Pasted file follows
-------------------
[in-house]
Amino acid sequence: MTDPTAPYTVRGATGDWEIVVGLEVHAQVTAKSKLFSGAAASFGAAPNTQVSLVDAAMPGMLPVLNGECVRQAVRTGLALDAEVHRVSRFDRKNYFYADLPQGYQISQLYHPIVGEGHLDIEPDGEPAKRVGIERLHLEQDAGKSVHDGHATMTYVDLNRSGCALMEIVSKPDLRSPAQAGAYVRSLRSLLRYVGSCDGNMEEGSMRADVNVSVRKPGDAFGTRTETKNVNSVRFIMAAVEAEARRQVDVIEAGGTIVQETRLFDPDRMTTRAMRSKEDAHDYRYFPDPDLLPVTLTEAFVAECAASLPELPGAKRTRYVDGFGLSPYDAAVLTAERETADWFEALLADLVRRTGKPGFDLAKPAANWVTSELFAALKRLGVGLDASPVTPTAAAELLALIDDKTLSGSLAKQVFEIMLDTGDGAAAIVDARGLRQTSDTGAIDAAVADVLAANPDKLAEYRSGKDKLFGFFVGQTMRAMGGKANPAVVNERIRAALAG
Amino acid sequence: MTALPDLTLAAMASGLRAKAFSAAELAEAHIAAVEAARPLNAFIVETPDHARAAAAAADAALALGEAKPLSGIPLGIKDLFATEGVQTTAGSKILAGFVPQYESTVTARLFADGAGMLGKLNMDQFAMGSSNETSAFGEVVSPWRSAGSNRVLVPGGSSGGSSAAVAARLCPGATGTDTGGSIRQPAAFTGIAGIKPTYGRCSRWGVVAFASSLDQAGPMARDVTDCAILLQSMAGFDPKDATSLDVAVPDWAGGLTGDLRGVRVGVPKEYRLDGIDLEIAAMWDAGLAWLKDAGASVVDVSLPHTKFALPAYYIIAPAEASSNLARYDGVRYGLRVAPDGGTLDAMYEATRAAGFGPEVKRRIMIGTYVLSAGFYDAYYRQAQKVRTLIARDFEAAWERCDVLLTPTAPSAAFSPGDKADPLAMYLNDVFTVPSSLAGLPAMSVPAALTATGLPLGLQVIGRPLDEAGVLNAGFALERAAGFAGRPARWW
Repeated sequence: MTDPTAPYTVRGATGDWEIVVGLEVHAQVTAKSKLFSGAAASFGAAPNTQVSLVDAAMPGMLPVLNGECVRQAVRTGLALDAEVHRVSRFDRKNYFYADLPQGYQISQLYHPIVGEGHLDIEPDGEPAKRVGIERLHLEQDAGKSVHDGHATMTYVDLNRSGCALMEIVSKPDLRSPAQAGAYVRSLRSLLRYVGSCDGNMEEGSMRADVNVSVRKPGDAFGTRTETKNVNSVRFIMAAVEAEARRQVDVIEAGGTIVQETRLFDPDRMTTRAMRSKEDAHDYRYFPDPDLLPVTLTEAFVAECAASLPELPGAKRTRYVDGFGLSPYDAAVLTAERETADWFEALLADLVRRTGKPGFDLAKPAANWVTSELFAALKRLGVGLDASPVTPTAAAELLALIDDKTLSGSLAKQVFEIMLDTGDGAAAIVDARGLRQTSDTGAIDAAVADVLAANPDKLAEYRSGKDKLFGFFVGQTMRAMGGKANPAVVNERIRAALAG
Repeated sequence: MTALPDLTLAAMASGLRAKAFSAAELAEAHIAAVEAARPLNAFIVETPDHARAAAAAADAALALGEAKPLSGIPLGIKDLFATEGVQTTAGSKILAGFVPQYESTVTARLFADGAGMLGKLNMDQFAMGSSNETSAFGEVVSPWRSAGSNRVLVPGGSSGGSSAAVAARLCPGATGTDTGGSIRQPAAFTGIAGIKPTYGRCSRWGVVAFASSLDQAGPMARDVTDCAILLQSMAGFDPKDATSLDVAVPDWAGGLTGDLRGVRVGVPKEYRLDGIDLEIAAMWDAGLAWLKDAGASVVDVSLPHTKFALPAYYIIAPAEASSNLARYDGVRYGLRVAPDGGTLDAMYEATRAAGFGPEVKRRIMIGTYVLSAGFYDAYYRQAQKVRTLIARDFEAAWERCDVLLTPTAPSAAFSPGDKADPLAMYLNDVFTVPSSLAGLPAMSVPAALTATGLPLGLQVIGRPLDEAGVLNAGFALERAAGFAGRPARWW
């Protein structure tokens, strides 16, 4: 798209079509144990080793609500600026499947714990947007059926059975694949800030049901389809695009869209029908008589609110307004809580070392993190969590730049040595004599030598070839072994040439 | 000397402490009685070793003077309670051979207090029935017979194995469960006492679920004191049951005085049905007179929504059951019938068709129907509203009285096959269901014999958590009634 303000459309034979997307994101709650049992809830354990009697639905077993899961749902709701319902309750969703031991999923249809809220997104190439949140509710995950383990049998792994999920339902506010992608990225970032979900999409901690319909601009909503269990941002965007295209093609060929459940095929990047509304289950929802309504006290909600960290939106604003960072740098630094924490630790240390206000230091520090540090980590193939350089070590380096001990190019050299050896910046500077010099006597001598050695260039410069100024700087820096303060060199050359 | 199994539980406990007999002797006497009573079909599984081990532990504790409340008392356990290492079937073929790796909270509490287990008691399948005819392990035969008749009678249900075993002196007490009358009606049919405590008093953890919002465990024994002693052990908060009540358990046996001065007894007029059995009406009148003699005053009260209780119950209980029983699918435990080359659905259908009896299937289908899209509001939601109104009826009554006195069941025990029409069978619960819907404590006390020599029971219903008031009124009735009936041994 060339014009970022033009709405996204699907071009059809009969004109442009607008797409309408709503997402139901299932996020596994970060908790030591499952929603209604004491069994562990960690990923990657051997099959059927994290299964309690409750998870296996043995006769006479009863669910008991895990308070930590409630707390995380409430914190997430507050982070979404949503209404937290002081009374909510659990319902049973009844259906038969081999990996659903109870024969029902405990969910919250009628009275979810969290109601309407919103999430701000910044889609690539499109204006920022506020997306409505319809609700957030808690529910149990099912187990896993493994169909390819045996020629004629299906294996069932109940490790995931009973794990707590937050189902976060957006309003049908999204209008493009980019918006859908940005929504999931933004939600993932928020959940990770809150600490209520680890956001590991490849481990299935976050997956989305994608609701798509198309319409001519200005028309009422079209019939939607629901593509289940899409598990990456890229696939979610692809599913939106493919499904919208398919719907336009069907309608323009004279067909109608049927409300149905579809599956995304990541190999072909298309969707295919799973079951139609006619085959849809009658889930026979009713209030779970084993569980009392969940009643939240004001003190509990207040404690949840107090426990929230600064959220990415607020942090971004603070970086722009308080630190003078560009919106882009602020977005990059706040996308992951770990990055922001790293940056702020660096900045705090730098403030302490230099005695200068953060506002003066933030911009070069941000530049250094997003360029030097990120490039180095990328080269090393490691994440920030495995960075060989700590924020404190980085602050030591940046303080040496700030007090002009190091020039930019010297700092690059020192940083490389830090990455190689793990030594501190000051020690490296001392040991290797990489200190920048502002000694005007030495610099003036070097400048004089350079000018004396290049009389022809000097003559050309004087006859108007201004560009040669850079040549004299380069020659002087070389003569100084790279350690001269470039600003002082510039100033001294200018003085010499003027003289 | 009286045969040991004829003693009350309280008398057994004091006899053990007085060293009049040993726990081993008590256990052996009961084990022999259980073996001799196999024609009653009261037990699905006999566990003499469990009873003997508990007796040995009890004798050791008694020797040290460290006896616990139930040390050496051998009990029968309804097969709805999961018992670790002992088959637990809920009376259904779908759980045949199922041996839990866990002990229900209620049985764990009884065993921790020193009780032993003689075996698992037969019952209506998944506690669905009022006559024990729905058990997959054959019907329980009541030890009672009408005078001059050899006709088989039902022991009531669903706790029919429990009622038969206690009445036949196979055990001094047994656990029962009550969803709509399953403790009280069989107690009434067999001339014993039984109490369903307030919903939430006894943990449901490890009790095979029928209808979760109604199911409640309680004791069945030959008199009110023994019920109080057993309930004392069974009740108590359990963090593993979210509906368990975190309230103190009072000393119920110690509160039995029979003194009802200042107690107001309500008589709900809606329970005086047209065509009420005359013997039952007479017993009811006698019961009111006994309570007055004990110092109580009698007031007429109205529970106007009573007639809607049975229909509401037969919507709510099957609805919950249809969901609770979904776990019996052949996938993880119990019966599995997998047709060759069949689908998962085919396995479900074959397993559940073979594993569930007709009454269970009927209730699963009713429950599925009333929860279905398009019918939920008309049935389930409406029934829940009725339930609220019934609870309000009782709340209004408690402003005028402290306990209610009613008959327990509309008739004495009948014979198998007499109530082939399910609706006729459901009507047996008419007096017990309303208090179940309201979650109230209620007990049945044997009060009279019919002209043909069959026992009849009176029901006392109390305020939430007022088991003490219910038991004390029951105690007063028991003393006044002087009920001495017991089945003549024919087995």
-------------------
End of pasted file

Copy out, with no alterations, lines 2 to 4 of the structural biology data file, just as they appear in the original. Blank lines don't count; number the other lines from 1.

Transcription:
Amino acid sequence: MTDPTAPYTVRGATGDWEIVVGLEVHAQVTAKSKLFSGAAASFGAAPNTQVSLVDAAMPGMLPVLNGECVRQAVRTGLALDAEVHRVSRFDRKNYFYADLPQGYQISQLYHPIVGEGHLDIEPDGEPAKRVGIERLHLEQDAGKSVHDGHATMTYVDLNRSGCALMEIVSKPDLRSPAQAGAYVRSLRSLLRYVGSCDGNMEEGSMRADVNVSVRKPGDAFGTRTETKNVNSVRFIMAAVEAEARRQVDVIEAGGTIVQETRLFDPDRMTTRAMRSKEDAHDYRYFPDPDLLPVTLTEAFVAECAASLPELPGAKRTRYVDGFGLSPYDAAVLTAERETADWFEALLADLVRRTGKPGFDLAKPAANWVTSELFAALKRLGVGLDASPVTPTAAAELLALIDDKTLSGSLAKQVFEIMLDTGDGAAAIVDARGLRQTSDTGAIDAAVADVLAANPDKLAEYRSGKDKLFGFFVGQTMRAMGGKANPAVVNERIRAALAG
Amino acid sequence: MTALPDLTLAAMASGLRAKAFSAAELAEAHIAAVEAARPLNAFIVETPDHARAAAAAADAALALGEAKPLSGIPLGIKDLFATEGVQTTAGSKILAGFVPQYESTVTARLFADGAGMLGKLNMDQFAMGSSNETSAFGEVVSPWRSAGSNRVLVPGGSSGGSSAAVAARLCPGATGTDTGGSIRQPAAFTGIAGIKPTYGRCSRWGVVAFASSLDQAGPMARDVTDCAILLQSMAGFDPKDATSLDVAVPDWAGGLTGDLRGVRVGVPKEYRLDGIDLEIAAMWDAGLAWLKDAGASVVDVSLPHTKFALPAYYIIAPAEASSNLARYDGVRYGLRVAPDGGTLDAMYEATRAAGFGPEVKRRIMIGTYVLSAGFYDAYYRQAQKVRTLIARDFEAAWERCDVLLTPTAPSAAFSPGDKADPLAMYLNDVFTVPSSLAGLPAMSVPAALTATGLPLGLQVIGRPLDEAGVLNAGFALERAAGFAGRPARWW
Repeated sequence: MTDPTAPYTVRGATGDWEIVVGLEVHAQVTAKSKLFSGAAASFGAAPNTQVSLVDAAMPGMLPVLNGECVRQAVRTGLALDAEVHRVSRFDRKNYFYADLPQGYQISQLYHPIVGEGHLDIEPDGEPAKRVGIERLHLEQDAGKSVHDGHATMTYVDLNRSGCALMEIVSKPDLRSPAQAGAYVRSLRSLLRYVGSCDGNMEEGSMRADVNVSVRKPGDAFGTRTETKNVNSVRFIMAAVEAEARRQVDVIEAGGTIVQETRLFDPDRMTTRAMRSKEDAHDYRYFPDPDLLPVTLTEAFVAECAASLPELPGAKRTRYVDGFGLSPYDAAVLTAERETADWFEALLADLVRRTGKPGFDLAKPAANWVTSELFAALKRLGVGLDASPVTPTAAAELLALIDDKTLSGSLAKQVFEIMLDTGDGAAAIVDARGLRQTSDTGAIDAAVADVLAANPDKLAEYRSGKDKLFGFFVGQTMRAMGGKANPAVVNERIRAALAG